What is a geek? For many people the term is perjorative, but for those who embrace geekdom, being a geek simply means having a thorough knowledge of and passion for a specific topic or activity. These aren't limited to calculus and Star Wars references, as 80s movies may have kead you to believe, but those topics certainly aren't excluded here, either. And as with any personality trait, geekiness is attractive to other geeks. But what the hey does this all have to do with autism? That's what researchers Simon Baron-Cohen and Sally Wheelwright set out to solve.
In a series of studies, the pair revealed that geeky personality types were more likely to have children diagnosed with an autism spectrum disorder. Most revealing were statistics related to the parents' occupations:
12.5 percent of fathers of children with autism were engineers, compared with only 5 percent of fathers of children without autism.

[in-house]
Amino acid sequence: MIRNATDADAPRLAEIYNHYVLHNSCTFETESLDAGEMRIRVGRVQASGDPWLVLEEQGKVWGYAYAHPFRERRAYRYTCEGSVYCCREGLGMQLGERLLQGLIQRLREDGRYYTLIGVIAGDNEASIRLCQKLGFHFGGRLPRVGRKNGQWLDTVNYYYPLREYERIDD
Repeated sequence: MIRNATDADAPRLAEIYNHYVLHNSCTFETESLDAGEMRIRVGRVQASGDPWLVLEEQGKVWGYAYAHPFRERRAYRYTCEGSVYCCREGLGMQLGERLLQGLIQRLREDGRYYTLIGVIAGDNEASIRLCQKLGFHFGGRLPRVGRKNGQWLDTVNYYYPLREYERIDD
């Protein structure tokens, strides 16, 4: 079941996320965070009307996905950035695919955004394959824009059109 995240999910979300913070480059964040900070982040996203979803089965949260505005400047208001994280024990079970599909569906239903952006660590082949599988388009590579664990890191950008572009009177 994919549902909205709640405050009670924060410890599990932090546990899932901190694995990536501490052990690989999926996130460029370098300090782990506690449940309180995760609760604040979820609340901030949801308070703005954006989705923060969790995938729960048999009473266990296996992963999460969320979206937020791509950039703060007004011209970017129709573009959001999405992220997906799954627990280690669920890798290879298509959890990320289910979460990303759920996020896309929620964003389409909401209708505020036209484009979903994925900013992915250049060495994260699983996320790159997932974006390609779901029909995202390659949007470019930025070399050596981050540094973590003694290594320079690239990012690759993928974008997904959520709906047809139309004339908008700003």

Likewise, 21.2 percent of grandfathers of children with autism had been engineers, compared with only 2.5 percent of grandfathers of children without autism. The pattern appeared on both sides of the family. Women who had a child with autism were more likely to have a father who had been an engineer—and they were more likely to have married someone whose father had been an engineer.
But Baron-Cohen and Wheelwright's research wasn't limited to the industry-specific employment of parents with autistic children; the pair also researched tendencies to data systemizing, college majors, tech-industry locations (which revealed that Silicon Valley reports a higher incidence of childhood autism) and why autism seems to be more prevalent in malesthan in females. The article by Baron-Cohen is along read, but worth it if autism and geekiness are relevant to your interests. Check out the rest on Scientific American. Link | Photo
If I had had the chance, I would have been an engineer, and I think that this is where the weaknesses in these studies show a definite gender bias. It's regularly said that 75% of autistics are male, but more recent studies, focusing on more criteria, indicate a closer to 60/40 gender split in autistics. Females are more aurally inclined than males. Males are more visually inclined than females. Autistics tend to be extremely visually focused. This seems to result in women having fewer obvious issues with the visual-centeredness of autism, as they still have more aural inclinations than male autistics.